Processed: death resources and a little inspiration

I am just about to head off on a much anticipated adventure to South Carolina (and Savannah!), and I have a ton of open tabs here on the ol’ MacBook so clearly it’s time to download.

Since I last blogged my time has been spent focusing on art and death. I’m working with a ton of amazing people to build an event called the Festival of Life and Death, and my job is to lead the Arts programming team. Go me! So, lots of research, and I’m still falling down rabbit holes, but now at least all of those rabbit holes have something in common. And it’s fascinating!

First up, I’m super inspired by the folks at the Groundswell Project. This is not the first time that I’ve wished Australia was closer so I could activate some awesome collaborations. Australians seem, on the whole, to be much more aware of quality of life issues than we are in the states. When I was doing programs and survey research for the nonprofit organization I founded a few years ago, I ran across studies and agencies and all sorts of people who were deeply concerned with figuring out ways to enhance people’s quality of life. I love that. The Groundswell Project is working to erase the stigma surrounding death as a topic, and a lot of that work is through events and interactive art projects. Awesome stuff!

The Get Your Shit Together site has been on my radar for a while, and I’m thinking I’d like to host a gathering sometime this fall for people interested in Getting Their Shit Together in a group setting. The site helps you put all of your affairs in order, so that if the worst thing happens and you are in a coma or have died, your partner or parents or friends aren’t on the spot, trying to figure out what bills to cancel, whether or not you had life insurance, and how you’d like to be memorialized, all through their tears. The story of the woman who set up the whole GYST thing is really sad, and very much illustrates why it is so important to GYST now, while you’re still perfectly healthy. Nobody wants to burden their loved ones with having to sift through the detritus of their lives while grieving.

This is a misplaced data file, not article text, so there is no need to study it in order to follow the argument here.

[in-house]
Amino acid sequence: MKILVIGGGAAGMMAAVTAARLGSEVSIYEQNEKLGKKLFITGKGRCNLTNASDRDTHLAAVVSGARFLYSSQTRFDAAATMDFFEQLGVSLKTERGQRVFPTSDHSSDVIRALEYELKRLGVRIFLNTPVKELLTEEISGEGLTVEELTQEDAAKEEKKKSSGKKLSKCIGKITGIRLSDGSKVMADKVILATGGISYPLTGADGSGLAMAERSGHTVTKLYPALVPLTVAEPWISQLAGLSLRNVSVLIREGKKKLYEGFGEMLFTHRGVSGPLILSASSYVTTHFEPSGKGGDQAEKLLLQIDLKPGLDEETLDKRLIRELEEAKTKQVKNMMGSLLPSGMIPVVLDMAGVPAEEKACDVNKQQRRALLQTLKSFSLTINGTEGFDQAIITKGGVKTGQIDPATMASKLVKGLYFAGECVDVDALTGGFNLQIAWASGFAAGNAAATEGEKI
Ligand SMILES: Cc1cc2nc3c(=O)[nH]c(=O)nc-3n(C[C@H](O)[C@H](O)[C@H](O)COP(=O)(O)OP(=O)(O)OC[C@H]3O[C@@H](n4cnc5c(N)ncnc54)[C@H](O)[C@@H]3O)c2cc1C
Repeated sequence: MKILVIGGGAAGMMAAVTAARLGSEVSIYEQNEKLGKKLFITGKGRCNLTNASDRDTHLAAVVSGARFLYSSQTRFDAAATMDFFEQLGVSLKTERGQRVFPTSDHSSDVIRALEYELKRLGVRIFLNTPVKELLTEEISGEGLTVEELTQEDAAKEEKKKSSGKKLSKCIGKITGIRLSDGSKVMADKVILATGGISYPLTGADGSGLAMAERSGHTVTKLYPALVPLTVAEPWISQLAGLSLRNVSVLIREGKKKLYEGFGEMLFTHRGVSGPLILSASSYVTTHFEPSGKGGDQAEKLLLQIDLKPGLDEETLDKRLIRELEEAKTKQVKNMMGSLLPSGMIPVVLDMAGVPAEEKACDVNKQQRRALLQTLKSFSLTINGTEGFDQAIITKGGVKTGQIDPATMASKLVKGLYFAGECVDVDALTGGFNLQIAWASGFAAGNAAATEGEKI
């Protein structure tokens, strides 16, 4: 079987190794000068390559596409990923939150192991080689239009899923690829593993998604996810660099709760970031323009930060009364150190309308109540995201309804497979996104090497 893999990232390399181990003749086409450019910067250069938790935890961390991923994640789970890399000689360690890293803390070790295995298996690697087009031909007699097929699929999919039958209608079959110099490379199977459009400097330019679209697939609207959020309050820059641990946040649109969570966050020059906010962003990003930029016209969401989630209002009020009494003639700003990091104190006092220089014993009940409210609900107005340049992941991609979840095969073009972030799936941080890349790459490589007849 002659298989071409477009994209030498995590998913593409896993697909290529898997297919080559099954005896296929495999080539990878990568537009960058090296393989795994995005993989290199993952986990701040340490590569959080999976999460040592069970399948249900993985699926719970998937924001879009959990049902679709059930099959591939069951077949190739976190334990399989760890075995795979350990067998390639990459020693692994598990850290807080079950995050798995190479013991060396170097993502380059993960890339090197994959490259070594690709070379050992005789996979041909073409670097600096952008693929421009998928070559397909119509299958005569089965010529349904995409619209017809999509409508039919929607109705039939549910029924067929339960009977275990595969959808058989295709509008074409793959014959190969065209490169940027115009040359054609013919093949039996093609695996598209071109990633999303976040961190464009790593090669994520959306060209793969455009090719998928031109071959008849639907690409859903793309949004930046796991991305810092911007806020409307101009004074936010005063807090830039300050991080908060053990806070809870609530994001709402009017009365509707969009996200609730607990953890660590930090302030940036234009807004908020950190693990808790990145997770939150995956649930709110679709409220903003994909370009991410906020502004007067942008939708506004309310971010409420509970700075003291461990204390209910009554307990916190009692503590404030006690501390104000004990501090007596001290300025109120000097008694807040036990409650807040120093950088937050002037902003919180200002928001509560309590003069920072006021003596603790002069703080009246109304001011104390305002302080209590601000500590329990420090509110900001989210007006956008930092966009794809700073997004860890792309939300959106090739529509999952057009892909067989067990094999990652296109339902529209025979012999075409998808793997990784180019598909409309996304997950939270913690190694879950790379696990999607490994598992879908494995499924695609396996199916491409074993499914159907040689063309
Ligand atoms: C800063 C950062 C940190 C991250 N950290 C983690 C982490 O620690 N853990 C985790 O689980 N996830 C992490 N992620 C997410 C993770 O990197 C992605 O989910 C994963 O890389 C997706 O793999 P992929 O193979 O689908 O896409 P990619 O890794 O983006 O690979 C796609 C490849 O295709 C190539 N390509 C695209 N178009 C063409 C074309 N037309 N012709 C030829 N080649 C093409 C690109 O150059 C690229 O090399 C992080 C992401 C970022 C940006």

While the GYST website is very much DIY, there are other resources out there that can be really helpful to people with some money to spend. One that I find particularly interesting is Everest, which seems to be partnered with quite a few big life insurance companies, although it looks like individuals without life insurance can still use their services. The easiest way to understand what Everest does is to think of them like a death concierge service. When a loved one dies, you can call them and they will pretty much walk you through every step of the funeral process. They’ll help you find a funeral home, select what sort of service you want, compare prices, that sort of thing. Still, having your shit together prior to that is still key, and if you pre-plan with a funeral home you can bypass the need for Everest. It’s nice to know what options are available, though. People come at death differently.